The Herpetological Journal is the Society's prestigious quarterly scientific journal. Articles are listed in Biological Abstracts, Current Awareness in Biological Sciences,Current Contents, Science Citation Index, and Zoological Record.
2020 Impact Factor for the Herpetological Journal is 0.862
Authors: Jari Cornelis, Tom Parkin & Philip W. Bateman
Abstract: Human-wildlife conflicts with ‘nuisance’ snakes are becoming more frequent around the world as urbanisation continues to encroach on remaining habitats. In an attempt to mitigate this issue, snakes are often translocated in an uncontrolled fashion, with little to no conservation value. To determine the most appropriate methods of translocation we reviewed the available primary literature on studies performing translocations of snakes. We found two types of translocation: long and short-distance. Based on the welfare of the animals involved and difficulty of achieving success with long-distance translocations, we deduced that short-distance translocations are the most favourable. We also reviewed the literature on a third method - repatriating wild populations of snakes with captive-bred or captive-reared individuals, the results
of which were very similar to those of long-distance translocations. In conjunction with a mark recapture study carried out by snake catchers in Darwin, Australia, we use our findings to make suggestions on the most appropriate course of action for the mitigation-based snake catching activities in Australia. The difficulty of ensuring successful outcomes for long distance translocations along with a high mortality rate meant we cannot suggest this as an appropriate method for managing ‘nuisance’ snakes. Instead, we argue that short distance translocations are the most suitable for the welfare of the snakes involved. Nevertheless, no outcome will be more favourable for the snakes than to be simply released within their home range accompanied by a change in attitude of the general public towards a willingness to coexist. Although we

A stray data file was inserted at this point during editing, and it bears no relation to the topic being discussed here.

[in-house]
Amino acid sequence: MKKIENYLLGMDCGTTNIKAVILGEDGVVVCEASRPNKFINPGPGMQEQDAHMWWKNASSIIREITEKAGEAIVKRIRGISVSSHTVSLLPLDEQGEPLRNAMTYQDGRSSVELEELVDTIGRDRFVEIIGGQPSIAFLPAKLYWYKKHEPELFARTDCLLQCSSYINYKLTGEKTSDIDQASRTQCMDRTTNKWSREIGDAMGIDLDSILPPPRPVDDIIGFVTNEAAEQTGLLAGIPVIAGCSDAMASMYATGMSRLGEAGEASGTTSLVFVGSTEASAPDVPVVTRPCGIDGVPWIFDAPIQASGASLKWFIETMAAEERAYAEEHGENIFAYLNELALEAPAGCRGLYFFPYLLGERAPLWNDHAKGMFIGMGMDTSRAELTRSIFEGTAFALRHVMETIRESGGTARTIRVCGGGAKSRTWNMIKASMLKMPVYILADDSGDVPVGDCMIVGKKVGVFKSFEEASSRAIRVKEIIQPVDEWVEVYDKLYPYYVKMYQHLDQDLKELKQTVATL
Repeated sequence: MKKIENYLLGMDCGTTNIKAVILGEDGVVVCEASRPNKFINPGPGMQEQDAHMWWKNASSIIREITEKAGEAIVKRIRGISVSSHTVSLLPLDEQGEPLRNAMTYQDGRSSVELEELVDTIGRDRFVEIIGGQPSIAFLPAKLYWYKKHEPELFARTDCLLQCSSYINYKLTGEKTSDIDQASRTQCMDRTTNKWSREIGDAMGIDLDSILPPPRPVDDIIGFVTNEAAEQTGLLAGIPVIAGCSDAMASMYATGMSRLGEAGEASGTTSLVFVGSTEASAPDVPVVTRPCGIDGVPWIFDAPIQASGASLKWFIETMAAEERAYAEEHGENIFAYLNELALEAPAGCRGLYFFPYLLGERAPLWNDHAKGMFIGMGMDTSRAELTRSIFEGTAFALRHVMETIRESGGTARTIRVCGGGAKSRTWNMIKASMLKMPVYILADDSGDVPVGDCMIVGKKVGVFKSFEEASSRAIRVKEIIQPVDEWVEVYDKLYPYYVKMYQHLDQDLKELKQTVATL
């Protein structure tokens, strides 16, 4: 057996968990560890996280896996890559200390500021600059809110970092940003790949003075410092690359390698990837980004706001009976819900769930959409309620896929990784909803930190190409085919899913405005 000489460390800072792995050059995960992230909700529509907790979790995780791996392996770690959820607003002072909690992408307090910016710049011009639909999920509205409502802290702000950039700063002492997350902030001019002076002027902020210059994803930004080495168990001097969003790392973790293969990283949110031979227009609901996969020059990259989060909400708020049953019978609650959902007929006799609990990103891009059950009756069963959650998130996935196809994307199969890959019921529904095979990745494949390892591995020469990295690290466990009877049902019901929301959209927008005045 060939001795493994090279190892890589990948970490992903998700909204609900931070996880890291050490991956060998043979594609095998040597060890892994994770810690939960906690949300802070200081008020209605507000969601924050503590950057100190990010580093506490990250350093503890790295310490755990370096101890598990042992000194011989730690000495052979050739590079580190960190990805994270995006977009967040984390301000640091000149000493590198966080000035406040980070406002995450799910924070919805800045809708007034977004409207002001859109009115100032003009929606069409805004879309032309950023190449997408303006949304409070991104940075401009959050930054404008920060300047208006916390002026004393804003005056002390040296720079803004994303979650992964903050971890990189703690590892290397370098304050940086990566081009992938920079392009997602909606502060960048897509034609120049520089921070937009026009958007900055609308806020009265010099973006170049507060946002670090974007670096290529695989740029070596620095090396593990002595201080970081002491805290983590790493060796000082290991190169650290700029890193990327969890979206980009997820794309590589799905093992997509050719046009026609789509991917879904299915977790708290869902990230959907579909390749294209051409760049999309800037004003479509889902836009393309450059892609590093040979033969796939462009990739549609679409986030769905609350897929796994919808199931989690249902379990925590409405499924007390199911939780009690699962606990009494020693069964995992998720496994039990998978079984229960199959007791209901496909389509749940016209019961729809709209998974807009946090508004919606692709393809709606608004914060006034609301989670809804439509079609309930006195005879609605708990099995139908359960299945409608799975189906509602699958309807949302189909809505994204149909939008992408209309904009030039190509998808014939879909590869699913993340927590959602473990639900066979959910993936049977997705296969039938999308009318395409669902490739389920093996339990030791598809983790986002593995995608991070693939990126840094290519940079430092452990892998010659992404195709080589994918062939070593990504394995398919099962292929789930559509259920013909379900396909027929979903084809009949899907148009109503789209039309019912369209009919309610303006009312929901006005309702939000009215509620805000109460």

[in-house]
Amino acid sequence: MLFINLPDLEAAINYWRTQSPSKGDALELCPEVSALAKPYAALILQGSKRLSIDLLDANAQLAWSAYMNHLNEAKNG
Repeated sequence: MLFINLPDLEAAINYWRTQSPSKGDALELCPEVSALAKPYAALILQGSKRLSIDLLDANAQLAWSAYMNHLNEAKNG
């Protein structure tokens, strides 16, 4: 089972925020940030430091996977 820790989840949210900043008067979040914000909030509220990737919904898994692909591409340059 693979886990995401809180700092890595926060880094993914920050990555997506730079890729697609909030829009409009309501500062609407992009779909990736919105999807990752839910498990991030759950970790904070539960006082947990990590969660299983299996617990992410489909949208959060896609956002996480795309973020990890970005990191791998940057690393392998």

focus primarily on Australia our suggested framework can be applied in any country where there is conflict with snakes. Furthermore, should our suggestions be implemented, they are merely a temporary solution to an ongoing problem and we are in desperate need for further research to devise a long-term management plan.
Keywords: serpentes, translocation, relocation, repatriation, human-wildlife conflict